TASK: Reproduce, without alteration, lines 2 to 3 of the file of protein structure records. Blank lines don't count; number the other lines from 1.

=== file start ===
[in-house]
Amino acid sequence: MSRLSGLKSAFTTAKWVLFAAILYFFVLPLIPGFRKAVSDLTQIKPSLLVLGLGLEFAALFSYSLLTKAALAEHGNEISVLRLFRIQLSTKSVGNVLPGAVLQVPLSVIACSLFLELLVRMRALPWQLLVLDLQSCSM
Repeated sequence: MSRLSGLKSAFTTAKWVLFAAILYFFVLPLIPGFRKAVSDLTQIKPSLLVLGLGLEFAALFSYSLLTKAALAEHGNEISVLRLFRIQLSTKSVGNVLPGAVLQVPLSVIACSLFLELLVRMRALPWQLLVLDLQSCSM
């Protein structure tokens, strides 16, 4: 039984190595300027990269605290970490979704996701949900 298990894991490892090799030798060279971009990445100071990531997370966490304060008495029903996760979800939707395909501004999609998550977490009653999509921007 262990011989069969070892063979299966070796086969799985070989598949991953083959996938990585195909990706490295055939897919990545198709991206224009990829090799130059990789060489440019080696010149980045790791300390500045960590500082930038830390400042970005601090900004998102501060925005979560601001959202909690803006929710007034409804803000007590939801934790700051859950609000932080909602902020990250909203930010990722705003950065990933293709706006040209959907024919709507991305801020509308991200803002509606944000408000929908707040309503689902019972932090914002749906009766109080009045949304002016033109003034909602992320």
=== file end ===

Amino acid sequence: MSRLSGLKSAFTTAKWVLFAAILYFFVLPLIPGFRKAVSDLTQIKPSLLVLGLGLEFAALFSYSLLTKAALAEHGNEISVLRLFRIQLSTKSVGNVLPGAVLQVPLSVIACSLFLELLVRMRALPWQLLVLDLQSCSM
Repeated sequence: MSRLSGLKSAFTTAKWVLFAAILYFFVLPLIPGFRKAVSDLTQIKPSLLVLGLGLEFAALFSYSLLTKAALAEHGNEISVLRLFRIQLSTKSVGNVLPGAVLQVPLSVIACSLFLELLVRMRALPWQLLVLDLQSCSM